Abstract

Objective: This study used a population-based dataset to determine whether (compared with vaginal deliveries), cesarean section deliveries increase the risk of postpartum stroke during the 3-, 6-, or 12-month period after delivery. Study Design: This study used 1998-2003 records from the Taiwan National Health Insurance Research Database for 987,010 women with singleton deliveries from 1998-2002. Cox proportional hazard regressions were carried out to compute stroke-free survival rates between the 2 delivery modes. Results: The regression model indicated that, compared with patients who delivered vaginally, the hazard ratio for postpartum stroke among those who delivered by cesarean section was 1.67 times greater within 3 months of delivery (95% CI, 1.29-2.16), was 1.61 times greater within 6 months of delivery (95% CI, 1.31-1.98), and was 1.49 times greater within 12 months of delivery (95% CI, 1.27-1.76). Conclusion: Our data indicates that cesarean section delivery is an independent risk factor for stroke.

Original languageEnglish
JournalAmerican Journal of Obstetrics and Gynecology
Volume198
Issue number4
DOIs
Publication statusPublished - Apr 2008

Fingerprint

Cesarean Section
Stroke
Postpartum Period
Population
National Health Programs
Taiwan
Survival Rate
Databases
Research

Keywords

  • cesarean section
  • postpartum stroke
  • stroke

ASJC Scopus subject areas

  • Medicine(all)
  • Obstetrics and Gynaecology

Cite this

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title = "Increased risk of stroke in patients who undergo Cesarean section delivery: a nationwide population-based study",
abstract = "Objective: This study used a population-based dataset to determine whether (compared with vaginal deliveries), cesarean section deliveries increase the risk of postpartum stroke during the 3-, 6-, or 12-month period after delivery. Study Design: This study used 1998-2003 records from the Taiwan National Health Insurance Research Database for 987,010 women with singleton deliveries from 1998-2002. Cox proportional hazard regressions were carried out to compute stroke-free survival rates between the 2 delivery modes. Results: The regression model indicated that, compared with patients who delivered vaginally, the hazard ratio for postpartum stroke among those who delivered by cesarean section was 1.67 times greater within 3 months of delivery (95{\%} CI, 1.29-2.16), was 1.61 times greater within 6 months of delivery (95{\%} CI, 1.31-1.98), and was 1.49 times greater within 12 months of delivery (95{\%} CI, 1.27-1.76). Conclusion: Our data indicates that cesarean section delivery is an independent risk factor for stroke.",
keywords = "cesarean section, postpartum stroke, stroke",
author = "Shiyng-Yu Lin and Hu, {Chaur Jong} and Lin, {Herng Ching}",
year = "2008",
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language = "English",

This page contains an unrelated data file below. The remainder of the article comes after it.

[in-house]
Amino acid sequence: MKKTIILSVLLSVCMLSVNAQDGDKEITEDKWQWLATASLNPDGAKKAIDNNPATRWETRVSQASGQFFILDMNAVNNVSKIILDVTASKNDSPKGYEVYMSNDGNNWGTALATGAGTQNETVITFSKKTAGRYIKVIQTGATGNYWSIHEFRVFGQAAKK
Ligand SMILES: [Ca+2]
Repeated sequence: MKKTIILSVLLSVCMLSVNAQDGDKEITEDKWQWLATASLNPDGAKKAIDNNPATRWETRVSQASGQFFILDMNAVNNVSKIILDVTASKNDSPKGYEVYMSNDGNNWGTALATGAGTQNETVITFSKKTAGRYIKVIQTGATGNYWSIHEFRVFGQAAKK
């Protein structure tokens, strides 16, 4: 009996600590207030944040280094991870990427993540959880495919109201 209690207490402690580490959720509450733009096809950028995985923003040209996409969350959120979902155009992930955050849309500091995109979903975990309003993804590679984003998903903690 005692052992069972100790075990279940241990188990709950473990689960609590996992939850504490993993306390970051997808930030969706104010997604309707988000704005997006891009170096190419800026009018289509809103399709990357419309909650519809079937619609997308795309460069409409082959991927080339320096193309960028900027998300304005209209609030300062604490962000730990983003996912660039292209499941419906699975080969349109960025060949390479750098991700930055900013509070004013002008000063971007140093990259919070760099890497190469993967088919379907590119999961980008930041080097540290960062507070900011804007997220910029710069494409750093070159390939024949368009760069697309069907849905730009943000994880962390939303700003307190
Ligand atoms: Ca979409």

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journal = "American Journal of Obstetrics and Gynecology",
issn = "0002-9378",
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T1 - Increased risk of stroke in patients who undergo Cesarean section delivery

T2 - a nationwide population-based study

AU - Lin, Shiyng-Yu

AU - Hu, Chaur Jong

AU - Lin, Herng Ching

PY - 2008/4

Y1 - 2008/4

N2 - Objective: This study used a population-based dataset to determine whether (compared with vaginal deliveries), cesarean section deliveries increase the risk of postpartum stroke during the 3-, 6-, or 12-month period after delivery. Study Design: This study used 1998-2003 records from the Taiwan National Health Insurance Research Database for 987,010 women with singleton deliveries from 1998-2002. Cox proportional hazard regressions were carried out to compute stroke-free survival rates between the 2 delivery modes. Results: The regression model indicated that, compared with patients who delivered vaginally, the hazard ratio for postpartum stroke among those who delivered by cesarean section was 1.67 times greater within 3 months of delivery (95% CI, 1.29-2.16), was 1.61 times greater within 6 months of delivery (95% CI, 1.31-1.98), and was 1.49 times greater within 12 months of delivery (95% CI, 1.27-1.76). Conclusion: Our data indicates that cesarean section delivery is an independent risk factor for stroke.

AB - Objective: This study used a population-based dataset to determine whether (compared with vaginal deliveries), cesarean section deliveries increase the risk of postpartum stroke during the 3-, 6-, or 12-month period after delivery. Study Design: This study used 1998-2003 records from the Taiwan National Health Insurance Research Database for 987,010 women with singleton deliveries from 1998-2002. Cox proportional hazard regressions were carried out to compute stroke-free survival rates between the 2 delivery modes. Results: The regression model indicated that, compared with patients who delivered vaginally, the hazard ratio for postpartum stroke among those who delivered by cesarean section was 1.67 times greater within 3 months of delivery (95% CI, 1.29-2.16), was 1.61 times greater within 6 months of delivery (95% CI, 1.31-1.98), and was 1.49 times greater within 12 months of delivery (95% CI, 1.27-1.76). Conclusion: Our data indicates that cesarean section delivery is an independent risk factor for stroke.

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KW - postpartum stroke

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